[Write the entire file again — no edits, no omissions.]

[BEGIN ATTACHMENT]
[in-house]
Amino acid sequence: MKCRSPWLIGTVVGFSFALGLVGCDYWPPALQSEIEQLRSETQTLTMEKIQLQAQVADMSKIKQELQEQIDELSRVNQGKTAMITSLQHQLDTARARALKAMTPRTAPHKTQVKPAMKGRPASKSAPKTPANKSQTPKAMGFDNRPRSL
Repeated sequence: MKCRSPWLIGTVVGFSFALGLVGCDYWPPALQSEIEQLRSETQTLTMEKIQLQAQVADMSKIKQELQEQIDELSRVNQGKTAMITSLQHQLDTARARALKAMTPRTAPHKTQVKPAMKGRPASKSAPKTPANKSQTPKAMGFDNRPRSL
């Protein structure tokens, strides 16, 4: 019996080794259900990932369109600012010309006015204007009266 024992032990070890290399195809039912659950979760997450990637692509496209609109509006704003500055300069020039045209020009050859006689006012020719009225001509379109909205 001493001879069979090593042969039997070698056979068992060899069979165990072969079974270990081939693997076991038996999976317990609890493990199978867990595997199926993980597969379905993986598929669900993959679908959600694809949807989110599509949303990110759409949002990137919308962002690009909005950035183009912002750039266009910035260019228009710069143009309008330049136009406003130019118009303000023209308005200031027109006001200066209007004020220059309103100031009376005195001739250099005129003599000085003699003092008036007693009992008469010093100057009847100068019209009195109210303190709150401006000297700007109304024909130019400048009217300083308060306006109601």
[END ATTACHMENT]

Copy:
[in-house]
Amino acid sequence: MKCRSPWLIGTVVGFSFALGLVGCDYWPPALQSEIEQLRSETQTLTMEKIQLQAQVADMSKIKQELQEQIDELSRVNQGKTAMITSLQHQLDTARARALKAMTPRTAPHKTQVKPAMKGRPASKSAPKTPANKSQTPKAMGFDNRPRSL
Repeated sequence: MKCRSPWLIGTVVGFSFALGLVGCDYWPPALQSEIEQLRSETQTLTMEKIQLQAQVADMSKIKQELQEQIDELSRVNQGKTAMITSLQHQLDTARARALKAMTPRTAPHKTQVKPAMKGRPASKSAPKTPANKSQTPKAMGFDNRPRSL
């Protein structure tokens, strides 16, 4: 019996080794259900990932369109600012010309006015204007009266 024992032990070890290399195809039912659950979760997450990637692509496209609109509006704003500055300069020039045209020009050859006689006012020719009225001509379109909205 001493001879069979090593042969039997070698056979068992060899069979165990072969079974270990081939693997076991038996999976317990609890493990199978867990595997199926993980597969379905993986598929669900993959679908959600694809949807989110599509949303990110759409949002990137919308962002690009909005950035183009912002750039266009910035260019228009710069143009309008330049136009406003130019118009303000023209308005200031027109006001200066209007004020220059309103100031009376005195001739250099005129003599000085003699003092008036007693009992008469010093100057009847100068019209009195109210303190709150401006000297700007109304024909130019400048009217300083308060306006109601």